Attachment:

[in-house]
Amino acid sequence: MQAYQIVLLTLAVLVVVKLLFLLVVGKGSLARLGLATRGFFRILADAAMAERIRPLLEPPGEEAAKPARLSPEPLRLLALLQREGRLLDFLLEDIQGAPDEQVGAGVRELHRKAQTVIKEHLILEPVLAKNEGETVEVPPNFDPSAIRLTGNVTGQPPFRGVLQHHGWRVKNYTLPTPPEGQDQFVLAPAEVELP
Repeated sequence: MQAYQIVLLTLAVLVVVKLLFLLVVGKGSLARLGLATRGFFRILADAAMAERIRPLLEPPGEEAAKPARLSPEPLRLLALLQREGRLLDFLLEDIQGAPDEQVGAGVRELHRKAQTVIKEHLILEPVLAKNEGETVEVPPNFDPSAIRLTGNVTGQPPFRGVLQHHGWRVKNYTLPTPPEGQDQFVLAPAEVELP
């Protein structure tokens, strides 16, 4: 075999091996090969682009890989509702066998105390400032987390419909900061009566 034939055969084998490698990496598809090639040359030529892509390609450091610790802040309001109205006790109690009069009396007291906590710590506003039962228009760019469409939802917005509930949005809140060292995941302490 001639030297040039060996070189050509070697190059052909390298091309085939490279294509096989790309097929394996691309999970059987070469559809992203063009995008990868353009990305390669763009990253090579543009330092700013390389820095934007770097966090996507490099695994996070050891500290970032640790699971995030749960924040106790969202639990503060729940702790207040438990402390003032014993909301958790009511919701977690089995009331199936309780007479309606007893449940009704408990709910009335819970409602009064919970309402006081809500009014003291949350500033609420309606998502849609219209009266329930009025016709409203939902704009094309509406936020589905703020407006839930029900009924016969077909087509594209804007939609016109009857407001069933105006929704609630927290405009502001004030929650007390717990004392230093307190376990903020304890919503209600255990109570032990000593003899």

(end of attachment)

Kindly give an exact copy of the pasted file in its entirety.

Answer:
[in-house]
Amino acid sequence: MQAYQIVLLTLAVLVVVKLLFLLVVGKGSLARLGLATRGFFRILADAAMAERIRPLLEPPGEEAAKPARLSPEPLRLLALLQREGRLLDFLLEDIQGAPDEQVGAGVRELHRKAQTVIKEHLILEPVLAKNEGETVEVPPNFDPSAIRLTGNVTGQPPFRGVLQHHGWRVKNYTLPTPPEGQDQFVLAPAEVELP
Repeated sequence: MQAYQIVLLTLAVLVVVKLLFLLVVGKGSLARLGLATRGFFRILADAAMAERIRPLLEPPGEEAAKPARLSPEPLRLLALLQREGRLLDFLLEDIQGAPDEQVGAGVRELHRKAQTVIKEHLILEPVLAKNEGETVEVPPNFDPSAIRLTGNVTGQPPFRGVLQHHGWRVKNYTLPTPPEGQDQFVLAPAEVELP
């Protein structure tokens, strides 16, 4: 075999091996090969682009890989509702066998105390400032987390419909900061009566 034939055969084998490698990496598809090639040359030529892509390609450091610790802040309001109205006790109690009069009396007291906590710590506003039962228009760019469409939802917005509930949005809140060292995941302490 001639030297040039060996070189050509070697190059052909390298091309085939490279294509096989790309097929394996691309999970059987070469559809992203063009995008990868353009990305390669763009990253090579543009330092700013390389820095934007770097966090996507490099695994996070050891500290970032640790699971995030749960924040106790969202639990503060729940702790207040438990402390003032014993909301958790009511919701977690089995009331199936309780007479309606007893449940009704408990709910009335819970409602009064919970309402006081809500009014003291949350500033609420309606998502849609219209009266329930009025016709409203939902704009094309509406936020589905703020407006839930029900009924016969077909087509594209804007939609016109009857407001069933105006929704609630927290405009502001004030929650007390717990004392230093307190376990903020304890919503209600255990109570032990000593003899």